On his company’s 10th anniversary, Shaun Parker – one of the stalwarts of Australian contemporary dance – looks over his shapeshifting career. “It’s weird, I didn’t like it. I loved it. You’d think I’d be more terrified, but I think, beginning to sing or dance or act, you’re becoming another role. I love that feeling of becoming someone else.” By Kate Holden.
Choreographer Shaun Parker
For someone who barely spoke until he was seven, who works in a primarily non-verbal art form, and who has been up until 6am writing a grant application and is now hunched blearily under a black hoodie in front of a laptop and Zoom screen, Shaun Parker is unexpectedly garrulous.
He’s had six hours’ sleep, he assures me, but – fading out for a moment – apologises for yawning. On a grey Tuesday afternoon the modern white kitchen behind him is bleakly dim, and the man is evidently exhausted. It’s September, six months into the era of Covid-19. His dance company’s programming has been swiped sideways, his dancers are wobbling away on JobKeeper, and there’s been the recent sucker punch of the Australia Council’s withdrawal of multi-year funding for many arts companies, including his. But he’s happy to talk about his career and Shaun Parker & Company, and an hour-and-a-half later you’d say this man is fighting fit, even fired up.
The company is celebrating its 10th anniversary this year, having emerged from Parker’s impatience to create his own choreography after years as a professional dancer. A decade ago it debuted with Happy as Larry, a supercharged mix of contemporary dance, ballet, breakdance, rollerskating and the psychological concept of the Enneagram, representing the work of Chilean psychiatrist Claudio Naranjo. Its fusion of intellectual preoccupation, pop culture and exciting movement has come to be one of Parker’s hallmarks. “I was struggling with success and failure. I’m a type-3 personality structure, which is based around performance. Failure isn’t an option for me,” he says casually. “It’s all about success, because that’s how I got love or felt worthwhile growing up. If you’re not aware of those patterns that form like a shell, that helped you survive in this tough world in the first place, those neural pathways can get set, in that they can limit you and your happiness.” He’d studied Naranjo’s work for years and wanted to express it to others. “That was the genesis of Happy as Larry, about the nine ego structures and how they define your happiness and self-worth.”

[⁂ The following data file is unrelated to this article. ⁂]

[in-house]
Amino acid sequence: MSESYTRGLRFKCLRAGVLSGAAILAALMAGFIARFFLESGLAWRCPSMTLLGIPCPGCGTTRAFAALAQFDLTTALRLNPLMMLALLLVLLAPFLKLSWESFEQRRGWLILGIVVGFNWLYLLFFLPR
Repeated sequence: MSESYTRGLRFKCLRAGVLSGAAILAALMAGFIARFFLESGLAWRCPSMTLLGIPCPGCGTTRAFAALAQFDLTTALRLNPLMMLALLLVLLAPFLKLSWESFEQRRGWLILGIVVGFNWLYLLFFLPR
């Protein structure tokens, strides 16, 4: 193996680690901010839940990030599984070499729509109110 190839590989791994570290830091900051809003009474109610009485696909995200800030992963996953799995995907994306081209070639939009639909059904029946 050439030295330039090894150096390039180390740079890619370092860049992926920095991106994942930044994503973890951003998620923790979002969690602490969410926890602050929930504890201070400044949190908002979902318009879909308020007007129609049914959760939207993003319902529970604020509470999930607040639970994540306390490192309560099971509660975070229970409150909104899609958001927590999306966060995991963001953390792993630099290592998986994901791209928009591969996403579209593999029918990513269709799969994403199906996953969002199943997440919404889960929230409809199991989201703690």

It’s apt that this piece was the company’s debut. For Parker, it’s a career high point, from its premiere to great reviews at London’s Sadler’s Wells, and it will soon be revived as part of a post- or mid-coronavirus recovery. Success and swerves have contoured Parker’s performing life since childhood, and any artist who’s prepared to spend 10 years investigating his sensitivity to failure is one who will enjoy a reprise of a major turning point in his journey.